When Will Demelo was growing up his parents used to say that if he didn’t work hard in school he would end working as a tradesman.
Demelo did work hard in school, but he ended up working with a skilled trade anyway. And over the years he has watched as attitudes about the multitude of professions that fall under the category have changed.
“A lot of people are changing their views on trades, especially those like plumbers and electricians. It's a great way to make a living, different every day and there will always be a need for electrical workers,” says Demelo, who is a skilled electrician.
At 44 years-old and with almost half of his life dedicated to the profession — the last dozen as co-owner of an Oakville-based service and industrial installation company — Demelo would know.
The process of becoming a qualified electrician is pretty straightforward and financially rewarding. After receiving post-secondary training, an apprenticeship and eventual certification, technicians can clear about $60,000 per year in salary, before overtime is calcualted.
Yet, many prospective candidates still wonder what needs to be done to join the ranks of wiremen? Demlo has some pretty simple advice.
“Think about what you want to do,” he states. “Do you want to specialize and maintain industrial machines when they break down? Do general work on construction sites and homes? Decide on what area you want to work in, then look for a school that you like.”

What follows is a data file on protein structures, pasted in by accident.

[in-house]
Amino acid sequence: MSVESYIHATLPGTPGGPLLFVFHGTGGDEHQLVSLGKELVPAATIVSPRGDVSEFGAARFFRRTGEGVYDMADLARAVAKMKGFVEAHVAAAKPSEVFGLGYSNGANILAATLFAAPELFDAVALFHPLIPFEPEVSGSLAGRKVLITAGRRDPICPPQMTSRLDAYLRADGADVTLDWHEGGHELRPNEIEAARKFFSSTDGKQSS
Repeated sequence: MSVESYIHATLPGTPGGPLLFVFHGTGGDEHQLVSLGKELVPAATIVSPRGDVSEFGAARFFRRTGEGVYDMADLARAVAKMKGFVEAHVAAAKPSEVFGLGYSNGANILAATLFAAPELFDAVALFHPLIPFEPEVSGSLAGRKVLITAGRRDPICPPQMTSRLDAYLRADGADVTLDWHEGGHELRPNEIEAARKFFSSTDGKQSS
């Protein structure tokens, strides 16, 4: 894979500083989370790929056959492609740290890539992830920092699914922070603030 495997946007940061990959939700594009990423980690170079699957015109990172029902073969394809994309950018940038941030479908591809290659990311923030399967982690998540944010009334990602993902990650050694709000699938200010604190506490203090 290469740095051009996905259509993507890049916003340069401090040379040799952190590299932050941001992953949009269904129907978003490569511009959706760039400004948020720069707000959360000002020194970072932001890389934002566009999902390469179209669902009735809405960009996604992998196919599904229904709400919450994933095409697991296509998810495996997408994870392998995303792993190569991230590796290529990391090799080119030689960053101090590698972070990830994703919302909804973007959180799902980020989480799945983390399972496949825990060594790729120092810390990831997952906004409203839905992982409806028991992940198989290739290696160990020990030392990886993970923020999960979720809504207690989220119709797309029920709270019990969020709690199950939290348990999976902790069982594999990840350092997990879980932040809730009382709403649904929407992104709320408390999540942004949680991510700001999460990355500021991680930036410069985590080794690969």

He suggests conducting research on the vast number of facilities — both public and private colleges — that offer courses online or in-class for duration, topics and ratings, as they vary widely. Courses generally run anywhere from a few weeks to a number of months.
Once sessions have completed, expect a minimum 9,000 hours of in-field apprenticeship before testing to attain a Certificate of Qualification.
Applicants must attain 70 per cent or higher on their test in order to enter the workforce. At that pint they can either go out on their own or become a member member of the International Brotherhood of Electrical Workers (IBEW) union.
Those wishing to start their own business may also become get training to become a Master Electrician.
To that extent, Demelo notes that regardless of status, electricians never stop learning.
“Once you have the basics down, it applies to most facets of this trade but there are always upgrade courses. It's advisable to stay abreast of what's going on in your field.”
First and foremost however, he stresses test-driving the profession before giving up months of tuition and testing only to realize it's not for you. Offer up a few Saturdays of free labour or enrol in a co-operative placement before going all-in.
“See if it's for you before committing. This job is great on a sunny day but sometimes you're under a machine in a 100 degree factory or on a roof in January and it's 20 below. Don't commit, then realize you're not used to working in the elements.”